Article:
For March’s ‘Meet the Kognite’ we sat down with our Head of Content Harriet, to chat with her about how she got into publishing, what we have to expect from the Kognity Content team in the future and what her average day as Head of Content looks like!
Where are you from originally?
I’m from the South Coast of the UK.
What did you study at university and why?
I went to Exeter University and studied a BA in English Literature, then stayed on a year to do a Masters in Criticism and Theory, while working at a small publishers. I loved reading, writing and discussing ideas, so it seemed like the right choice for me.
What was your first job and what has been your worst job?
My first job was a paper-round! My first proper job was working as an editorial assistant for Routledge, an academic publisher based in Oxfordshire, UK. My worst job was working in an apple packing factory in New Zealand – the only positive was that the smell of the apples was pleasant.
How did you get into publishing?
I’d done some work experience, worked part-time at a publishers during university and liked the creative, thoughtful and committed people the industry attracted, the feeling of developing a meaningful “product” and of helping to disseminate knowledge. I also liked the fact you could wear jeans to work without judgement!
Why did you decide to make the move to Kognity?
I was ready for a change and wanted to have an impact, to feel part of something meaningful and put ideas into practice. I was already working in the international schools space and I’d met Hugo at IB regional conferences a number of times over the last 2 years. I had watched Kognity (as a competitor!) grow at a rapid pace, so I was excited to join an energetic start-up in a new exciting city.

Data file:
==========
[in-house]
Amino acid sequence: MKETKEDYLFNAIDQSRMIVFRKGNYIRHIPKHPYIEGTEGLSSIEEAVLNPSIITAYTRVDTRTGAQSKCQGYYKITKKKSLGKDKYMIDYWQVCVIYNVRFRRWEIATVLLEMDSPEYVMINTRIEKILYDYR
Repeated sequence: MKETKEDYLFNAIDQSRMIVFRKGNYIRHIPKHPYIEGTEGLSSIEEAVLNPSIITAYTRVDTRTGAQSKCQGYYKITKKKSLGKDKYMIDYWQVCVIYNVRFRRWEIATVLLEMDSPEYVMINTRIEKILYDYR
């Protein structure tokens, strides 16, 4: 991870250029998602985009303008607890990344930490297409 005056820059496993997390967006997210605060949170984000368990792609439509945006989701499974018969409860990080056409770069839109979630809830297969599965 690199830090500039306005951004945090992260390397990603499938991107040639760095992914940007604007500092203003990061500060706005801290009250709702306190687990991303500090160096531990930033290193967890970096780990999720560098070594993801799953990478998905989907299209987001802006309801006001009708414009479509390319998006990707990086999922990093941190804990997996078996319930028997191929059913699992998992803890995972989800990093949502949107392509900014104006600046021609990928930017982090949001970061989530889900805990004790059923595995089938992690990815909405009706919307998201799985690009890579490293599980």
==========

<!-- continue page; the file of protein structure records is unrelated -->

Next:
What do you like the most about your current role?
The team at Kognity is my favourite part! I also like having the opportunity to take ideas and run with them and the ability to affect change – both on our content and processes, but also by hopefully having an impact on how students learn around the world.
What is it about digital textbooks that enticed you to leave publishing printed textbooks?
I worked in educational software publishing for several years before coming to Kognity and enjoyed that dynamic environment and the exciting products we developed to engage students. From there, I moved to Pearson developing printed textbooks and enhanced ebooks for international schools. Moving to Kognity enabled me to combine my experience of developing high quality textbooks with working with new technology and powerful data, which opens up a lot of exciting opportunities! Working outside of publishing, I can work to create great teaching and learning resources that solve problems and support users, without being bound by tradition.
What do you envisage for the future of Kognity content?
The future of Kognity content is very exciting – we will keep on improving and developing our content to help better support IB DP learners, plus adding in extra support, new subjects, curriculum updates and increased interactivity. We are also exploring supporting other curricula, so I think we’re at the beginning of something exciting.
What does your average day look like as Head of Content?
Every day is different and it’s a varied and dynamic role, which is why I love what I do. Communication and support is an important part of my role – it could be anything from a Skype meeting with an exam board or an author, reviewing platform data to learn more from our users, developing a new content proposal, or a workshop to solve a particular issue.
What have been the best and worst thing about moving to Stockholm?
I think the best thing about moving to Stockholm is the unbelievable natural beauty – the close proximity to nature and water. The hardest thing is probably the lack of daylight in the winter months!
Thank you Harriet! If you have any questions for Harriet let us know in the comments below and make sure to read the feature next month when we introduce another Kognite.
Author: Abigail Bryant
Abi is Head of Support at Kognity, where she works closely with teachers and students getting them set up and ensuring their experience with Kognity is a great one. Previously she worked as an English teacher working with International Schools in South East Asia.